In order to catalog the important mode shapes, I am using the modal designation which is most commonly used to describe the vibration of systems with cylindrical symmetry (cylinders, bells, drums, baseball bats). Each mode shape is designated by a pair of integers, (n,m) where n represents the number of nodal diameters and m represents the number of nodal circles. A node a location (a line on a 2-D surface, or a plane in a 3-D volume) where there is no vibration for a particular mode shape. A nodal diameter indicates that there are two lines down the length of the bottle (on opposite sides of the bottle) which do not move while the rest of the bottle is vibrating. So, for a mode shape with n=2 if you traced a path around the circumference of the bottle you would encounter 4=2n lines (2 diameters = 2 pairs of lines on opposite sites of the bottle) where no vibration occurs. On one side of a nodal line the bottle will be vibrating outwards, while on the other side of the nodal line the bottle is vibrating inwards. The m integers representing nodal circles are evidenced by a line around the circumference - (a circle) at a fixed location along the length of the bottle - that does not move while the bottle is vibrating. Actually, the integer m counts the number of anti-nodes (locations of maximum amplitude) so that the number of nodal circles is really m-1. Looking at the measured mode shapes below might help. The mode shapes identified in red correspond to the most prominent peaks in the frequency spectrum above.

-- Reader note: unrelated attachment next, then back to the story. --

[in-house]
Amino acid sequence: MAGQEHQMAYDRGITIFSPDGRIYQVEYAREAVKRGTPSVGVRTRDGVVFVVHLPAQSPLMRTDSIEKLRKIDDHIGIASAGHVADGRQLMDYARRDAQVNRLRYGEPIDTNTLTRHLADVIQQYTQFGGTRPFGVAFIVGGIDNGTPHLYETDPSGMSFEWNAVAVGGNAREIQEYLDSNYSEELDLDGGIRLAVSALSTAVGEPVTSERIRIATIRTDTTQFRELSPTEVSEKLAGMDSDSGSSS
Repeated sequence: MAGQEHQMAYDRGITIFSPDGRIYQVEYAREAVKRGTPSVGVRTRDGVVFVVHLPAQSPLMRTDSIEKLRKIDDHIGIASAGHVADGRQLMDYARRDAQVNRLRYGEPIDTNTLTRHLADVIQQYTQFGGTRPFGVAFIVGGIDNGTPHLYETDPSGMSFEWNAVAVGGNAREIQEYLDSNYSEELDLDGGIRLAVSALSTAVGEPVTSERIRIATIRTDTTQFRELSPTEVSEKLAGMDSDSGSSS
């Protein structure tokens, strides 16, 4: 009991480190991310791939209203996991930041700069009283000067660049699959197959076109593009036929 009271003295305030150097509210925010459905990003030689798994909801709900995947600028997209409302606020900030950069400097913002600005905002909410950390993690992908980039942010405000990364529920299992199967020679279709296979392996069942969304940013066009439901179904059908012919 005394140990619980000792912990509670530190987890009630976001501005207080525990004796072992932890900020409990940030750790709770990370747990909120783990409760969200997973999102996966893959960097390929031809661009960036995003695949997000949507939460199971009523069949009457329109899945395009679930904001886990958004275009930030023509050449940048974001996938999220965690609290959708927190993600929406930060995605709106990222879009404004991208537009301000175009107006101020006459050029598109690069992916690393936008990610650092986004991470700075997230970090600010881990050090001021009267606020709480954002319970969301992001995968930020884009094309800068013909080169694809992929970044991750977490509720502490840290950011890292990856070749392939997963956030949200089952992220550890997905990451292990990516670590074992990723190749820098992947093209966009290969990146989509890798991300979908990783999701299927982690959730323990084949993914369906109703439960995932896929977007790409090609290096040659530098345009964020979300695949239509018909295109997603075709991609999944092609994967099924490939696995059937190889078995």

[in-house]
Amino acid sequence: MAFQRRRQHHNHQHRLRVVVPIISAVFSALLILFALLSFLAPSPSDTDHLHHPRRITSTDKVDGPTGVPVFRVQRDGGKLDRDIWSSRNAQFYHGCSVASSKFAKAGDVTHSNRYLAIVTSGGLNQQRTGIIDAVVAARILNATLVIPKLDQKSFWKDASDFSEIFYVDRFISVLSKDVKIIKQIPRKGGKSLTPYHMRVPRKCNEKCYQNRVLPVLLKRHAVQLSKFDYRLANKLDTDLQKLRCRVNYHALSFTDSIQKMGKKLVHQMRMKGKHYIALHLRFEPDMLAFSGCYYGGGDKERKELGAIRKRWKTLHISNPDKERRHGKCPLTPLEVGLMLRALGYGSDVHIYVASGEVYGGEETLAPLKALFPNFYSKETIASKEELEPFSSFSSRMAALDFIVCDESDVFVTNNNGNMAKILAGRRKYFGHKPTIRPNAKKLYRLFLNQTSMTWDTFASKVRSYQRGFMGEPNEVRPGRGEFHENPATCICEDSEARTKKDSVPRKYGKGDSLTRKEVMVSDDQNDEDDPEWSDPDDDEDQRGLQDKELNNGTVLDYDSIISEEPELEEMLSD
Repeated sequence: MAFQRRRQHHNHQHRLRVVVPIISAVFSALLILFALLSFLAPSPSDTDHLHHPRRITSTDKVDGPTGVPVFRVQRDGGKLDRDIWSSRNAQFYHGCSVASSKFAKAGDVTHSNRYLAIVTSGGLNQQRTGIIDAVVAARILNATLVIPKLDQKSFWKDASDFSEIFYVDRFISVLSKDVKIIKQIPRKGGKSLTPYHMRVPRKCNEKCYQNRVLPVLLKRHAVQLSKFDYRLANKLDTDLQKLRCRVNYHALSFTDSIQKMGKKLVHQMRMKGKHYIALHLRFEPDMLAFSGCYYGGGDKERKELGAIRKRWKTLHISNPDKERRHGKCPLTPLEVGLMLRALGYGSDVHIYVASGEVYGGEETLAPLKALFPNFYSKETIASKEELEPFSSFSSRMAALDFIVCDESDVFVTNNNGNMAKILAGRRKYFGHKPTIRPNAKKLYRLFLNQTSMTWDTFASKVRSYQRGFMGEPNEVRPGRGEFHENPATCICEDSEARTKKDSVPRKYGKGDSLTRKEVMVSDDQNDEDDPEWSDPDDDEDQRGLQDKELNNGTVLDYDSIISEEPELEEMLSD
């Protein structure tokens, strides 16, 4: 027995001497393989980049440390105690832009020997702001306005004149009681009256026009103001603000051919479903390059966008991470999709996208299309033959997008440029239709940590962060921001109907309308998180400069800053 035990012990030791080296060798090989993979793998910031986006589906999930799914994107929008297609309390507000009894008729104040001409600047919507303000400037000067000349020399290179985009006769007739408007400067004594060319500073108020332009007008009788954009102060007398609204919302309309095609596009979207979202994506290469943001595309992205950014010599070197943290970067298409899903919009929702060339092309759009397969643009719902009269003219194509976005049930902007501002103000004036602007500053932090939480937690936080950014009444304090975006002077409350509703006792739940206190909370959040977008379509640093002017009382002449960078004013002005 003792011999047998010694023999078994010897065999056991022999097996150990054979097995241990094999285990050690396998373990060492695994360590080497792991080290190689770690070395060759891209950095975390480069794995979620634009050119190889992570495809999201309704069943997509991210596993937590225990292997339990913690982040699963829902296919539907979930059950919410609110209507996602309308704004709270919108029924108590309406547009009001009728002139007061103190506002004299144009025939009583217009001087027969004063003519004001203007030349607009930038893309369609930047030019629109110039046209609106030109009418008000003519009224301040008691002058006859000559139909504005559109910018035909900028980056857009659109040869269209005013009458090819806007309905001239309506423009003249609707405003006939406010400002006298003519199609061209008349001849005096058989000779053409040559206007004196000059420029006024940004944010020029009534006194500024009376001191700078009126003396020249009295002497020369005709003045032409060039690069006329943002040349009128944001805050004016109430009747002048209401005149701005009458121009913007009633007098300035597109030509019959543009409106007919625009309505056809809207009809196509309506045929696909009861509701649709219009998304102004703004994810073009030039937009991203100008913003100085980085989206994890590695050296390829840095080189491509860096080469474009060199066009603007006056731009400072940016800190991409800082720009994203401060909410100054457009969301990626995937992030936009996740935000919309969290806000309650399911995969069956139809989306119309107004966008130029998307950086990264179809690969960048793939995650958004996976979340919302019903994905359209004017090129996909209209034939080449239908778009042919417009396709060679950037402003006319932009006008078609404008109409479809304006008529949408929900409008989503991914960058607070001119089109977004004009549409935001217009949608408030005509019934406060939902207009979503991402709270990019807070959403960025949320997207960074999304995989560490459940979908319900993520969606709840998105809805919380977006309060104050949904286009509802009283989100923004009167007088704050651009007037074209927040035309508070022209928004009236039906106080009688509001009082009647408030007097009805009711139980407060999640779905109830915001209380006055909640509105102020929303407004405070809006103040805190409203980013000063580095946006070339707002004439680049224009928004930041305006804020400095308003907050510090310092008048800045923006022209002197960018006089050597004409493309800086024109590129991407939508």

(n=2,m=1) - 3200 Hz

The first prominent vibrational mode of the bottle is essentially a breathing mode, similar to what is observed in a bell, wineglass, or baseball bat. The mode shape designation (n=2,m=1) means that there are two nodal diameters (moving around the circumference you would find 2n=4 lines with no motion) and as you moved along the length of the bottle you would find zero (m-1) nodal circles. As the bottle vibrates it looks like it has two regions which alternate between bulging outwards and compressing inwards.

(n=3,m=1) - 4910 Hz

This mode, which has three nodal diameters (6 nodal lines around the circumference) and zero nodal circles, does not radiate sound nearly as well as the n=2 modes. It shows up as a peak right near 5000 Hz in the frequency spectrum at the top of the page, but has an amplitude about 25dB lower than the two most prominent peaks. As the bottle vibrates it looks like it has three regions which alternate between bulging outwards and compressing inwards.

(n=4,m=1) - 8520 Hz

This mode has four nodal diameters (8 nodal lines around the circumference) and zero nodal circles. As the bottle vibrates it looks like it has four regions which alternate between bulging outwards and compressing inwards. This mode is a very poor radiator of sound, and thus does not show up prominently in the microphone frequency spectrum.

(n=5,m=1) - 13,500 Hz